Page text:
Kidney Stone Frequently Asked Questions
Q: How can I prevent stones from forming?
You can reduce your risk of kidney stones with lifestyle modifications, mostly with respect to diet. These include watching your salt and animal protein intake and drinking sufficient water. Although calcium consumed in foods is fine, supplementation may contribute to the formation of stones. Your doctor can provide specifics about this.
If you have a history of forming calcium oxalate stones, your doctor will likely advise avoiding foods rich in oxalate. These include rhubarb, beets, okra, spinach, swiss chard, sweet potatoes, tea, chocolate, and soy products.
Q: Can you treat stones with medicine?
Medicine may be helpful, depending upon the type of stone you have. A thiazide diuretic or a phosphate-containing preparation may help prevent calcium stones from forming. For uric acid stones, your doctor may prescribe medicine to keep your urine alkaline low. For uric acid stones, your doctor may prescribe medicine to keep your urine alkaline low.
Q: Are kidney stones hereditary?
For the most part, no. Cystine stones, which comprise a small number of stone cases, are due to a heredity disorder that causes people to excrete excessive amount of certain amino acids, leading to stone formation.
Q: Can you have kidney stones and not know it?
If the stone is still in your kidney, you may not feel it. In fact, if it is small enough to moves through your urinary tract and pass with urine and not any obstructions, you may be unaware as well.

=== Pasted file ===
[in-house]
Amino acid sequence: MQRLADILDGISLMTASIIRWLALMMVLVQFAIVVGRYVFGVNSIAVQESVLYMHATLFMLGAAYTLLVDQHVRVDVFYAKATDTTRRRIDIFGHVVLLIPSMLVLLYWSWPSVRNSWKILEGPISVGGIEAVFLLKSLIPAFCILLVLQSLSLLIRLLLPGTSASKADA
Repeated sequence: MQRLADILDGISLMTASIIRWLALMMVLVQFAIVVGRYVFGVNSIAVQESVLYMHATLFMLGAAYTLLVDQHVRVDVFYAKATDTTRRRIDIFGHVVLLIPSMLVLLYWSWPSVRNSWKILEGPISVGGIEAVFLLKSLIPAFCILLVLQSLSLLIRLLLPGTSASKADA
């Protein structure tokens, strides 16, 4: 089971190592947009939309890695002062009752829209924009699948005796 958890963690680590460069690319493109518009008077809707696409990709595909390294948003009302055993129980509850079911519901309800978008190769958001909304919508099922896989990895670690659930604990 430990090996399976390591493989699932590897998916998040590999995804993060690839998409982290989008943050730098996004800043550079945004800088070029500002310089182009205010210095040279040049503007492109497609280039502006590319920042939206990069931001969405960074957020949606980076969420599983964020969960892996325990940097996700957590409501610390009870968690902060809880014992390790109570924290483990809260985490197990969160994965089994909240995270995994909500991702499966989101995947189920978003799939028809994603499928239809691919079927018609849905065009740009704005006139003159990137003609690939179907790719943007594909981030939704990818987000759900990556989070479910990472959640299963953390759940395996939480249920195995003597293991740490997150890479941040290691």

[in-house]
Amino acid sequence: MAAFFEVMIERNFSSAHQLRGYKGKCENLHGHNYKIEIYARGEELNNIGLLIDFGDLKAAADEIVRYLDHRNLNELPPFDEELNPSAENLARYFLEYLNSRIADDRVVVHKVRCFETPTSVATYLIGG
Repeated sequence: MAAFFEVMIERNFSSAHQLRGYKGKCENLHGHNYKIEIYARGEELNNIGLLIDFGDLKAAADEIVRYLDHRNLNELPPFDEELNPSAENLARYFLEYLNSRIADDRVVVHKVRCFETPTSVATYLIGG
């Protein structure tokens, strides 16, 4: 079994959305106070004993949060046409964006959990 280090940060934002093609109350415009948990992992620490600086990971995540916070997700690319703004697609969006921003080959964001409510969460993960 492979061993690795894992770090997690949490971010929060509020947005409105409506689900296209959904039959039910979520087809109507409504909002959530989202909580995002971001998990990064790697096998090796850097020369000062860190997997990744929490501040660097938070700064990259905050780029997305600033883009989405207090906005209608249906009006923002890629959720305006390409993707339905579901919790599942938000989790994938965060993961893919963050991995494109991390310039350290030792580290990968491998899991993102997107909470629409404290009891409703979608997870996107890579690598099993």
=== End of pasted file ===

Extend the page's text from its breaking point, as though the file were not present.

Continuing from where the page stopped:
However, when a stone travels to your ureter (tube leading from your kidney to the bladder), it will typically cause symptoms, which may include pain in your side, belly, groin, or back; pain while urinating; blood in your urine; vomiting; nausea; and fever.
Q: What procedures are there for treating kidney stones?
The Mount Sinai Hospital offers multiple kidney stone treatments. Lithrotripsy crushes the kidney stone into particles with a high-energy shock wave generated by a high-voltage energy source, so that the pieces can pass in the urine. Minimally invasive surgical techniques enable surgeons to fragment the stone with lithrotripsy and remove it entirely either from inserting instruments from the back into the kidney (percutaneous procedure) or through the urethra and bladder to the ureter and kidney (ureteroscopic procedure).